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24. CHAPTER TWENTY-FOUR
IDEAS SUGGESTED BY THE FEAST OF CALABASHES--INACCURACY OF CERTAIN PUBLISHED ACCOUNTS OF THE ISLANDS--A REASON--NEGLECTED STATE OF HEATHENISM IN THE VALLEY--EFFIGY OF A DEAD WARRIOR--A SINGULAR SUPERSTITION--THE PRIEST KOLORY AND THE GOD MOA ARTUA--AMAZING RELIGIOUS OBSERVANCE--A DILAPIDATED SHRINE--KORY-KORY AND THE IDOL--AN INFERENCE
ALTHOUGH I had been baffled in my attempts to learn the origin of the Feast of Calabashes, yet it seemed very plain to me that it was principally, if not wholly, of a religious character. As a religious solemnity, however, it had not at all corresponded with the horrible descriptions of Polynesian worship which we have received in some published narratives, and especially in those accounts of the evangelized islands with which the missionaries have favoured us. Did not the sacred character of these persons render the purity of their intentions unquestionable, I should certainly be led to suppose that they had exaggerated the evils of Paganism, in order to enhance the merit of their own disinterested labours.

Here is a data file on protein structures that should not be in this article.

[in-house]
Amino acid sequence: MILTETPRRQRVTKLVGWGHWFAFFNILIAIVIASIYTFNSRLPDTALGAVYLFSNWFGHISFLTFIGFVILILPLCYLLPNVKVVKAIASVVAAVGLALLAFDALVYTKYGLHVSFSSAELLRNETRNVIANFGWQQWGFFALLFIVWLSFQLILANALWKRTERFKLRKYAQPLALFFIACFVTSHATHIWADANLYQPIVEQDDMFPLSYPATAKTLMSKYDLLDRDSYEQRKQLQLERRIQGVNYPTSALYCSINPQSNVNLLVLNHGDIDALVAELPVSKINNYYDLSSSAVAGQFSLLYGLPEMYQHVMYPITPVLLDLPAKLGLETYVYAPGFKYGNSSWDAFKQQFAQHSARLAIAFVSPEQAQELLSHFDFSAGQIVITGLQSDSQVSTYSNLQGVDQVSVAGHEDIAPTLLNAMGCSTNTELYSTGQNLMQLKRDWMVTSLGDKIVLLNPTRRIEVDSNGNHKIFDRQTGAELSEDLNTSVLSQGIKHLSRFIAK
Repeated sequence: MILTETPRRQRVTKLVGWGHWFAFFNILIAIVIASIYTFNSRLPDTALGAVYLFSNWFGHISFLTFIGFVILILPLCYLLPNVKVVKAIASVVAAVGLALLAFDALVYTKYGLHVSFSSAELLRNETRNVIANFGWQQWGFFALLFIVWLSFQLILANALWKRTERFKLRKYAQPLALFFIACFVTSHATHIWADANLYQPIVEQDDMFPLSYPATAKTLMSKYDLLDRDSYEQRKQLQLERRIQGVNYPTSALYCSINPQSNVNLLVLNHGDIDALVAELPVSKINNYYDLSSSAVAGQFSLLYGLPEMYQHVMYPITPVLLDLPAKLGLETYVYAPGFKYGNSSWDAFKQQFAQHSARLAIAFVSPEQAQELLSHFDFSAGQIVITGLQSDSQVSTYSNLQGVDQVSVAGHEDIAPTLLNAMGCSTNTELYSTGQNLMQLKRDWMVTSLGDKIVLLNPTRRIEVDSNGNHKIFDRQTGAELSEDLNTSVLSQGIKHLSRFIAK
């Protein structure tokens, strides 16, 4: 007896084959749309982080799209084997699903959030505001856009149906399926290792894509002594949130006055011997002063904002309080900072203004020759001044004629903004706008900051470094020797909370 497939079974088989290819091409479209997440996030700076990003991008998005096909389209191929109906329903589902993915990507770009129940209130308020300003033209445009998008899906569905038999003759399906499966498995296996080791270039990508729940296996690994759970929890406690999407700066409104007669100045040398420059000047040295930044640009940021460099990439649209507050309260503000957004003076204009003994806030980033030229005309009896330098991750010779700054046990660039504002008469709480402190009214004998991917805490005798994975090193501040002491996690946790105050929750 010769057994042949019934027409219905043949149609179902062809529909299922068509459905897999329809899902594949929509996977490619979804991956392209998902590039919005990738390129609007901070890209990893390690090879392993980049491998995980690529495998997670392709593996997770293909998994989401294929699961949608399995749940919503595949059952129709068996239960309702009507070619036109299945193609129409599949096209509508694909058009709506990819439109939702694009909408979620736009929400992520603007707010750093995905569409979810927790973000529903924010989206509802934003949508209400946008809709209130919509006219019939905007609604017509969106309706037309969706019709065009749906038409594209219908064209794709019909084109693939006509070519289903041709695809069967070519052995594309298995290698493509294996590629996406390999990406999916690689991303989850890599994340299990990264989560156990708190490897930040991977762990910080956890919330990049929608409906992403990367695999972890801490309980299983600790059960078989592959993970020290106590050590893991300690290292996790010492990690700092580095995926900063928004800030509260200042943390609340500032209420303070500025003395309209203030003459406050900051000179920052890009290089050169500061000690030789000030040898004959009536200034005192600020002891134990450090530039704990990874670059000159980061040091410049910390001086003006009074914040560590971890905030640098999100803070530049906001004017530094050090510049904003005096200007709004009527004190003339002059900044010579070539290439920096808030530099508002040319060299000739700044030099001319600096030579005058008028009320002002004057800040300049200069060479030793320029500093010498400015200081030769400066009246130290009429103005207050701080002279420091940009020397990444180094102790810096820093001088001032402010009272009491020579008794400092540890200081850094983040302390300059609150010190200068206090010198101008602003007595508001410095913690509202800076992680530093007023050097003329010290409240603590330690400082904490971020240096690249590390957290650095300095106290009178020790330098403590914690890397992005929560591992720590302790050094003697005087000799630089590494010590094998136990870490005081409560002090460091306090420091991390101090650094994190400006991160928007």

In a certain work incidentally treating of the 'Washington, or Northern Marquesas Islands,' I have seen the frequent immolation of human victims upon the altars of their gods, positively and repeatedly charged upon the inhabitants. The same work gives also a rather minute account of their religion--enumerates a great many of their superstitions--and makes known the particular designations of numerous orders of the priesthood. One would almost imagine from the long list that is given of cannibal primates, bishops, arch-deacons, prebendaries, and other inferior ecclesiastics, that the sacerdotal order far outnumbered the rest of the population, and that the poor natives were more severely priest-ridden than even the inhabitants of the papal states. These accounts are likewise calculated to leave upon the reader's mind an impression that human victims are daily cooked and served up upon the altars; that heathenish cruelties of every description are continually practised; and that these ignorant Pagans are in a state of the extremest wretchedness in consequence of the grossness of their superstitions. Be it observed, however, that all this information is given by a man who, according to his own statement, was only at one of the islands, and remained there but two weeks, sleeping every night on board his ship, and taking little kid-glove excursions ashore in the daytime, attended by an armed party.
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